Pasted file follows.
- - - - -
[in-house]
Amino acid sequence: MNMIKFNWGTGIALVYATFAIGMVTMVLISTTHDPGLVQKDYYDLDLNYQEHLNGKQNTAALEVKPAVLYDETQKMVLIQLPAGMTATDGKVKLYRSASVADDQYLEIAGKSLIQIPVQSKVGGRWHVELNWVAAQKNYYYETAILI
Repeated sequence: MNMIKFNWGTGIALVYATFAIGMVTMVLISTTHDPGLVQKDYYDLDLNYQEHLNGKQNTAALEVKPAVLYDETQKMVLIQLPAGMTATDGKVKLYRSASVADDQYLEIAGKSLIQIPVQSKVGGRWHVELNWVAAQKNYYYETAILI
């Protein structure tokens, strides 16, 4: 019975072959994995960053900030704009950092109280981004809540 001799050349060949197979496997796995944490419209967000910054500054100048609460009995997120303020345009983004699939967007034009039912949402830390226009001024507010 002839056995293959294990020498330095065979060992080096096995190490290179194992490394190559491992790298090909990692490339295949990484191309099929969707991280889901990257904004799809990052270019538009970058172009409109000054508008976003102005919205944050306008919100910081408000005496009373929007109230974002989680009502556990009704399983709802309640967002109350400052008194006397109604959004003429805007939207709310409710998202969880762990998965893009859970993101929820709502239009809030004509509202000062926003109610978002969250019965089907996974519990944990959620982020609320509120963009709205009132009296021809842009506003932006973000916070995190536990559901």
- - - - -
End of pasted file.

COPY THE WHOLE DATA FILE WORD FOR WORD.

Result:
[in-house]
Amino acid sequence: MNMIKFNWGTGIALVYATFAIGMVTMVLISTTHDPGLVQKDYYDLDLNYQEHLNGKQNTAALEVKPAVLYDETQKMVLIQLPAGMTATDGKVKLYRSASVADDQYLEIAGKSLIQIPVQSKVGGRWHVELNWVAAQKNYYYETAILI
Repeated sequence: MNMIKFNWGTGIALVYATFAIGMVTMVLISTTHDPGLVQKDYYDLDLNYQEHLNGKQNTAALEVKPAVLYDETQKMVLIQLPAGMTATDGKVKLYRSASVADDQYLEIAGKSLIQIPVQSKVGGRWHVELNWVAAQKNYYYETAILI
């Protein structure tokens, strides 16, 4: 019975072959994995960053900030704009950092109280981004809540 001799050349060949197979496997796995944490419209967000910054500054100048609460009995997120303020345009983004699939967007034009039912949402830390226009001024507010 002839056995293959294990020498330095065979060992080096096995190490290179194992490394190559491992790298090909990692490339295949990484191309099929969707991280889901990257904004799809990052270019538009970058172009409109000054508008976003102005919205944050306008919100910081408000005496009373929007109230974002989680009502556990009704399983709802309640967002109350400052008194006397109604959004003429805007939207709310409710998202969880762990998965893009859970993101929820709502239009809030004509509202000062926003109610978002969250019965089907996974519990944990959620982020609320509120963009709205009132009296021809842009506003932006973000916070995190536990559901």